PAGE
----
According to a recently released study, researchers have concluded that the race of a victim is a determining factor in death sentencing. Yet, it is unclear how these findings will impact sentencing in North Carolina.
Under the Racial Justice Act, signed into law last August, a defendant may use statistical evidence of discrimination to avoid the death penalty in exchange for a life sentence. However it’s application has since been questioned by legislators, attorneys, and the families of victims.
The Office of Indigent Defense Services recommended the commissioning of an official study to be used by all defendants. Rules adopted by the Office of Indigent Defense Services also discuss only the Grosso-O’Brien study. The Grosso-O’Brien study was designed specifically to serve as the accepted standard under which a defendant may file a claim under the NC Racial Justice Act. Following the methodology of prior studies, including the Baldus study at the center of the McCleskey v. Kemp, in controlling for multiple variables, the Grosso-O’Brien study will provide statistics for all jurisdictions.
The $500,000 Grosso-O’Brien study is funded by grants from non-profits and private foundations including North Carolina based Z. Smith Reynolds and A.J. Fletcher, New York based Open Society Institute, and Vermont based Maverick Lloyd. These groups have a history of supporting organizations opposed to capital punishment.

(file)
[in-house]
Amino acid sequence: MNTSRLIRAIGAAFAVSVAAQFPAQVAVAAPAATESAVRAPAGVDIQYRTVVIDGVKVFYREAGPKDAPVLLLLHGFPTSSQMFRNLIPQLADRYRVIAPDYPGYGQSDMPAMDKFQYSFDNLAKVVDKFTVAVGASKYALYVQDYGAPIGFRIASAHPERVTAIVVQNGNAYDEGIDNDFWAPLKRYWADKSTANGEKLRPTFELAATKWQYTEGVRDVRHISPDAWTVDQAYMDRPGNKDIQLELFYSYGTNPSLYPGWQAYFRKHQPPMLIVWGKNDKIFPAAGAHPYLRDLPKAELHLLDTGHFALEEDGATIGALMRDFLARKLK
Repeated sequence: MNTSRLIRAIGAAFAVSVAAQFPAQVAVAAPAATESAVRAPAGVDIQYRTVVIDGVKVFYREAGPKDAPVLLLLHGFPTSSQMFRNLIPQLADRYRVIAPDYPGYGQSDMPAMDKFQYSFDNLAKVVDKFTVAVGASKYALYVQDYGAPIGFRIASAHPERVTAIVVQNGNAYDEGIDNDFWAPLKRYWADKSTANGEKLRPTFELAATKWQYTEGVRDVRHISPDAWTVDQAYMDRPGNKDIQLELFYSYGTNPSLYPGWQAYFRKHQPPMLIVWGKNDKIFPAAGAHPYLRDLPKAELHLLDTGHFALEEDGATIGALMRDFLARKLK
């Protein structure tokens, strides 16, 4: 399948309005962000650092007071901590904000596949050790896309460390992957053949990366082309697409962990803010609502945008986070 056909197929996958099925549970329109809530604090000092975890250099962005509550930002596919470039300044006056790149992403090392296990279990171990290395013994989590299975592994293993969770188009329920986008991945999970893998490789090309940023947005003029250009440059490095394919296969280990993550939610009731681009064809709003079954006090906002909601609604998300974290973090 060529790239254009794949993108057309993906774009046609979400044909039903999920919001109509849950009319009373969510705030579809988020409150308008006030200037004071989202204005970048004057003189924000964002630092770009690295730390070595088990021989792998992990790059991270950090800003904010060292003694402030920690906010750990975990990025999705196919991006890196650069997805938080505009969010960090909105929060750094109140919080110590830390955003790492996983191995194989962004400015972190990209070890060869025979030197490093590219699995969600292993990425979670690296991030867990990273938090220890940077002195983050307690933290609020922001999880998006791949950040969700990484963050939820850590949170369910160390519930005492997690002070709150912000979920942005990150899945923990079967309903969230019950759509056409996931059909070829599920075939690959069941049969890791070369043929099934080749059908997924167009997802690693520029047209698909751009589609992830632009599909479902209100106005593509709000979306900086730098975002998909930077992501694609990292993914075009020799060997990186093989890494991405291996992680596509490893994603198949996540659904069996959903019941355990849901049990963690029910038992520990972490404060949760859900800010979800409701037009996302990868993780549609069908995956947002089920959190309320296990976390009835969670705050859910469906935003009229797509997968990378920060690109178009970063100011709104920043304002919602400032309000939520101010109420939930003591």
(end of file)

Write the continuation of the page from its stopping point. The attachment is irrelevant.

Whereas the newly released Radelet-Pierce study controls only for aggravating factors, such as multiple victims or additional felonies and examined only cases involving either a black or white victim (nearly 8% of N.C.’s population is not in this category). The funding source(s) for this study is also remains unclear.
Bringing us to the two questions we should be asking:
1) Will the State accept these results as the standard required under the Racial Justice Act over the originally commissioned study?
2) Who funded and commissioned this new study? Surely these experts did not wake-up one day and decide to study race and justice in North Carolina.
Current defendants have begun filing motions under RJA to delay their trial date until the study is released with the expectation that the results will show measured bias. However, should this study find there to be no racial discrimination, the Racial Justice Act would be rendered irrelevant.
With the results of the Grosso-O’Brien study to be released in the coming weeks, it will be very interesting to see if and how the findings compare and the impact on the continued application of the Racial Justice Act.